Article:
I’ve been wondering how, aside from staying home, I can be of service to those for whom the coronavirus pandemic has become an all too reasonable source of dread.
Jess, a good friend and fellow yoga teacher who’s been studying the Bhagavad-gita with me for a long time, recently asked me about this very thing. She has a sister who’s a front line health care provider and the rest of her family is understandably terrified about what might happen to her.
Jess has taken the essence of the Gita’s teachings to heart. And by integrating those teachings into her daily practice, Jess is riding out the storm of this pandemic from a safe inner space.
Out of love and compassion, she quite naturally would like to share her spiritual insights with members of her family in the hope that they, too, can experience the same kind spiritual equanimity she’s experiencing.
But this can actually be quite a challenge. The obstacles to sharing our spiritual perspectives with the people we care about the most can not only be frustrating; they can give rise to doubts about the impact our spiritual lives have on our most important relationships. As Jess put it to me:
“Śaraṇaṁ is the lovely experience of surrender to Krishna. It allows one to experience connection to all beings because it lets us fully see and feel Krishna all around us. It’s also been my experience that śaraṇaṁ brings freedom from fear. And right now, I’m looking at the world and seeing Krishna in all of his energies and not experiencing much fear or anxiety.
However, many of my loved ones who are not on this spiritual path are fearful and anxious. I can’t just tell my anxious family “hey, chill out and surrender to Krishna!” For the first time ever I feel like my connection to Krishna is not facilitating a connection to others and their suffering.
So my question is: how do we support and connect with others and their suffering when we see the world through a very different lens? How can we actually talk about reducing fear when our personal experience of śaraṇaṁ will look kinda crazy to those people?”
I thought this was a great and timely question.
Krishna’s conclusive instruction in the Bhagavad-gita (18.66) is to let go of all secondary principles of spiritual practice and simply look to him, Krishna, for shelter. He specifically uses the Sanskrit word śaraṇaṁ, which means ‘surrender to’ or ‘take shelter of.’ And he adds the phrase ‘do not fear’ to emphatically indicate that confidence in his protection is the key to genuine fearlessness.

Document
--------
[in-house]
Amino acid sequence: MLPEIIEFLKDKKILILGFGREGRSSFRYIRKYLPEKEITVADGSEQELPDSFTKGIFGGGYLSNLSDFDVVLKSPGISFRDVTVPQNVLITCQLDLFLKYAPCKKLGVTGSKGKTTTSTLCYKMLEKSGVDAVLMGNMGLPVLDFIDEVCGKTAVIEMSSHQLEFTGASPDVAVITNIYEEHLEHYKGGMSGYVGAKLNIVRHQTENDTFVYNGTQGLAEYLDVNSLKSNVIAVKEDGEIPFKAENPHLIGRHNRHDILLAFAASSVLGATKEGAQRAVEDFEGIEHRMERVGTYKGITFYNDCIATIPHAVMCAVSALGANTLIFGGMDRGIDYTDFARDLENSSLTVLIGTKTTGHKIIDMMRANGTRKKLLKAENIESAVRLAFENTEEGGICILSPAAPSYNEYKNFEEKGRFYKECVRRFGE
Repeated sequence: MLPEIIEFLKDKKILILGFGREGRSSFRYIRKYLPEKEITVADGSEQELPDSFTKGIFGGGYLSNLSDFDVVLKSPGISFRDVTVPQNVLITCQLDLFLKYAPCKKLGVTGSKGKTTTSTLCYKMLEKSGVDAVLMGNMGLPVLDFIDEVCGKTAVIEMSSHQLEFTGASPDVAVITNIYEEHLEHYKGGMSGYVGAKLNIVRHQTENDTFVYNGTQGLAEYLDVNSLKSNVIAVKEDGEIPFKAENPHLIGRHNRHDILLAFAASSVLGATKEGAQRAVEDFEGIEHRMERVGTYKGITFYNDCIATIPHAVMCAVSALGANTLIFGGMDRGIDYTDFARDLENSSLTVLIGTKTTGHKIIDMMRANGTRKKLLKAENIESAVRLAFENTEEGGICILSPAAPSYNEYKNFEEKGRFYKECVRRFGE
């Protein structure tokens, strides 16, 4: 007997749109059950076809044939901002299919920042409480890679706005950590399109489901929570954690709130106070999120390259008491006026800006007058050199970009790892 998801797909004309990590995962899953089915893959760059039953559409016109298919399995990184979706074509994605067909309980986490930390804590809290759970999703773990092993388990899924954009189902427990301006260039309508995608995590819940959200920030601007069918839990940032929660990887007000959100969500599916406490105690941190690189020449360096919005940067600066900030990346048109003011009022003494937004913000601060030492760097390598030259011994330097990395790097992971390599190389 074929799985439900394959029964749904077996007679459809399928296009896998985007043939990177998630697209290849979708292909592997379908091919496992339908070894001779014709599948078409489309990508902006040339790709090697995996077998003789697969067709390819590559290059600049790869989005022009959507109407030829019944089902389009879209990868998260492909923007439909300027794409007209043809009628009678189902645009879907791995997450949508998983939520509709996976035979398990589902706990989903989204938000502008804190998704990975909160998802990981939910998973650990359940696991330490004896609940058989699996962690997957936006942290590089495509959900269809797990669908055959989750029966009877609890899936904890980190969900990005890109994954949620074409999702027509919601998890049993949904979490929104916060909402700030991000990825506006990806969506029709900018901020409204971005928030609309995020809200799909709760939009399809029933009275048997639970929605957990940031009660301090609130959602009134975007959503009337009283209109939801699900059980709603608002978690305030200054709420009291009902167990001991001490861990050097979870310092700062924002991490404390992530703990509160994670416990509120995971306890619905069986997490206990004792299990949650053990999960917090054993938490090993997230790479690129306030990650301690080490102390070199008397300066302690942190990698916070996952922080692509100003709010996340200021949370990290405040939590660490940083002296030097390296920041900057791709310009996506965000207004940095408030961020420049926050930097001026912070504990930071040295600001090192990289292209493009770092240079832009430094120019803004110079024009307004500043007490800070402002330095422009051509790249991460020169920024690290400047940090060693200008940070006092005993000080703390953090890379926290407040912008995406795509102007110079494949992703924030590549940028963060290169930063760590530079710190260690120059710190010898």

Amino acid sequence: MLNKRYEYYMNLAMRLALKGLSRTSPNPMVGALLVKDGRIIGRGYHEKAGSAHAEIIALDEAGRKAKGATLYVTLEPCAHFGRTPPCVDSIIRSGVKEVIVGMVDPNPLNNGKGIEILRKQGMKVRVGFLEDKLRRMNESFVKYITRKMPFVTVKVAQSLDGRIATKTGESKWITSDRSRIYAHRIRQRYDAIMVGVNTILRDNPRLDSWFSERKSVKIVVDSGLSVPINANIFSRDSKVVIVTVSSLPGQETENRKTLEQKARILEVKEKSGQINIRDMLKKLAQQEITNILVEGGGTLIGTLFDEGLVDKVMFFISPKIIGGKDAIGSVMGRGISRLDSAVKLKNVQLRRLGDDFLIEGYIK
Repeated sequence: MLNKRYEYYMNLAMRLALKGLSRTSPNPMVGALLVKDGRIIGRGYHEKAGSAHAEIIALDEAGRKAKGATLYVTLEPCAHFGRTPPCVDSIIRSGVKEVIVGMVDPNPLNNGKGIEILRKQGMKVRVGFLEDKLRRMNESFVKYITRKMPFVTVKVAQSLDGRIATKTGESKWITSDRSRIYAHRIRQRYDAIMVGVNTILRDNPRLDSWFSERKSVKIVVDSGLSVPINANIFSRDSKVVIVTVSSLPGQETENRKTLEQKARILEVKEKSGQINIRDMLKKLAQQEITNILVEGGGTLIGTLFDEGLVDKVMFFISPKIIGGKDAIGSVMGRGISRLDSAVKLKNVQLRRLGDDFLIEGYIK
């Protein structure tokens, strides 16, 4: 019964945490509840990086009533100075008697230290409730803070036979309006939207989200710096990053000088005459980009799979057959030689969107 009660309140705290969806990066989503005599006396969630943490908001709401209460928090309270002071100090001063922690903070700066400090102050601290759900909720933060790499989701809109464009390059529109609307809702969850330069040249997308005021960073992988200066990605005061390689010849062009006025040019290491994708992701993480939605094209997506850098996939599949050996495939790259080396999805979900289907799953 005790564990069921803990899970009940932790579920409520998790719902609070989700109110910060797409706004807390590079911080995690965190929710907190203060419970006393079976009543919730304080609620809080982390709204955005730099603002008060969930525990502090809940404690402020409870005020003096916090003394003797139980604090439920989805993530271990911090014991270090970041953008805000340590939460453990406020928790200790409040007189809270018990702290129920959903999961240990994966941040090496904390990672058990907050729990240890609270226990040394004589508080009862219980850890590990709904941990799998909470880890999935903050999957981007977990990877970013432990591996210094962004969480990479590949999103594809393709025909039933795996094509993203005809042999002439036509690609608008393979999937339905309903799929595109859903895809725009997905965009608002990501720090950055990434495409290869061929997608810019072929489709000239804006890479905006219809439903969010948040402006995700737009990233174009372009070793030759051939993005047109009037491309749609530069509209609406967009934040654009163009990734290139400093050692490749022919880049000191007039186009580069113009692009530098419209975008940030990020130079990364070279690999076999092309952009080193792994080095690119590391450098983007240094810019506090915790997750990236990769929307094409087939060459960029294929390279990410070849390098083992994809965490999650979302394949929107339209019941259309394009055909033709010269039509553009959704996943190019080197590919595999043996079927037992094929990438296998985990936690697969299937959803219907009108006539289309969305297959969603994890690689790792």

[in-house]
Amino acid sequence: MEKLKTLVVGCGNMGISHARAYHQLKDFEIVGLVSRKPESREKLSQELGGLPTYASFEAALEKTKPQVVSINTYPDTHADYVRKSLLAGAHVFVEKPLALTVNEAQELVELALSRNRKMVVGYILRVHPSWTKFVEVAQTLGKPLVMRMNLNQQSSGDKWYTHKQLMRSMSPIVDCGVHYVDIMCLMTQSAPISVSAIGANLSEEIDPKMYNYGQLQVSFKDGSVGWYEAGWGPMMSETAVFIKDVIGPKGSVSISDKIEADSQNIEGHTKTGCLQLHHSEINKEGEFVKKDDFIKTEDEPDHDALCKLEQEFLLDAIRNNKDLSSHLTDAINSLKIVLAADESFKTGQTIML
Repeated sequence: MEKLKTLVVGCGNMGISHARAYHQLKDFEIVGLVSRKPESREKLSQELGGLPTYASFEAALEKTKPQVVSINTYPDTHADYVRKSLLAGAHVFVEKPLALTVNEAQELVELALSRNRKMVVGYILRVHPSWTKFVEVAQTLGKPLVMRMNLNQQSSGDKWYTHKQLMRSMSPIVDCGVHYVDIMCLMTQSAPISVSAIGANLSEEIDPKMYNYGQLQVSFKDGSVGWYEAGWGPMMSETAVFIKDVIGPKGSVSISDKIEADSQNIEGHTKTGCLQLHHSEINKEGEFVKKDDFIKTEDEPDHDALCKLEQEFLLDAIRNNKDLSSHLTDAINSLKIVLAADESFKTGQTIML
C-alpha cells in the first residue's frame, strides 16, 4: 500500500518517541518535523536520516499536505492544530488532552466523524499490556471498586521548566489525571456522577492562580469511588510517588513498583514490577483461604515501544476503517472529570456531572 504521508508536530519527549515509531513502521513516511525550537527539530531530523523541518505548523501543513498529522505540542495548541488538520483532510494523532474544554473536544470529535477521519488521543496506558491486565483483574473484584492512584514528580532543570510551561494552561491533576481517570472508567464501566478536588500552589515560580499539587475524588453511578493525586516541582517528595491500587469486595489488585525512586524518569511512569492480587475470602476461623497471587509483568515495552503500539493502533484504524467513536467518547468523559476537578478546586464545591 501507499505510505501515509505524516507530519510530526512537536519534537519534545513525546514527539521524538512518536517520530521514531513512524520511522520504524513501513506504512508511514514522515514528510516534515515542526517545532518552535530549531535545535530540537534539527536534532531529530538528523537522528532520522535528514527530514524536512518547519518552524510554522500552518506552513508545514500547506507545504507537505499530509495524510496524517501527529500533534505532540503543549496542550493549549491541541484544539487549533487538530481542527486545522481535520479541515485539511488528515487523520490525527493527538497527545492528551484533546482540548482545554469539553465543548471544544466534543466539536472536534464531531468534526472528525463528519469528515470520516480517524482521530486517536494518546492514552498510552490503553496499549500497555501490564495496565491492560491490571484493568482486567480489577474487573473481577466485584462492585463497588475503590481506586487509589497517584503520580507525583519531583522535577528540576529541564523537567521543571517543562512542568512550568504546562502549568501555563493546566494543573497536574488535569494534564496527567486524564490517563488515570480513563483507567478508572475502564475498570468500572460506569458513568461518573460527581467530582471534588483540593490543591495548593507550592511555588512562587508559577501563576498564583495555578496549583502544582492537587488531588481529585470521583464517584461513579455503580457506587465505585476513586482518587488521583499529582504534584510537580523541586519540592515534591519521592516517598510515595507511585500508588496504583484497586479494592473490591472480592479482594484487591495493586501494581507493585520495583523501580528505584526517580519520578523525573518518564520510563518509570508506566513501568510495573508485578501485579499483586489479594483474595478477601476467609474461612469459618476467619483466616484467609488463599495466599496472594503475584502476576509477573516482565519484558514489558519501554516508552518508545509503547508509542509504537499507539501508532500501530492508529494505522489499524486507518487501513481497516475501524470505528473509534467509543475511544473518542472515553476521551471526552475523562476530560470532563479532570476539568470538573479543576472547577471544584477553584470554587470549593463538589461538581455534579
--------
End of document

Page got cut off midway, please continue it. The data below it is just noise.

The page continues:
It's natural to want to help our friends and family become fearless. But Jess is right: we won't comfort anyone who’s distraught about the coronavirus by saying, 'don't worry: you're not your body and Krishna's in control so just see how the material energy is working under Krishna's direction and look to him for shelter and everything will be okay.'
Such attempted reassurances will only cause confusion and anxiety rather than clarity and relief for those who have no information, to say nothing of realization, about how the Gita advises us to respond to such catastrophic events. This is why Krishna advises us not to disturb the minds of those who aren’t seeking spiritual solutions to material problems (Bg 3.25-30).
But Krishna also tells us that kindness and compassion for all beings are the natural symptoms of someone who is blessed with a saintly character (Bg 16.1-3). So, in times of crisis, how do we constructively and compassionately offer spiritual insights to friends and family who don’t share the same frame of reference for them that we have?
In the fourth chapter of the Bhagavad-gita (Bg 4.11), Krishna says, "However one approaches me, I reciprocate with them in precisely that way." Therefore, we can follow Krishna's example and lovingly reciprocate with our friends and family members according to the way that they approach us.
In the course of our loving reciprocation with them, they may notice how events that are throwing the whole world for a loop aren't knocking us off balance. And if they notice, then they might ask, 'how can you stay so calm in a situation like this?' That’s our cue to share the gift of spiritual wisdom with them.
If what we do isn't perceived as being helpful then it's not helpful. So this is a case where taking the initiative can backfire. The trick is to inspire people by our personal example of consistent kindness and equanimity and wait for them to ask us how we manage to keep our cool when all around us are losing theirs.
Hari-Kirtan das offers free access to over 100 hours of recorded Bhagavad-gita classes that offer a deeper understanding of modern calamities and practical guidance for moving through them. Find them at hari-kirtana.com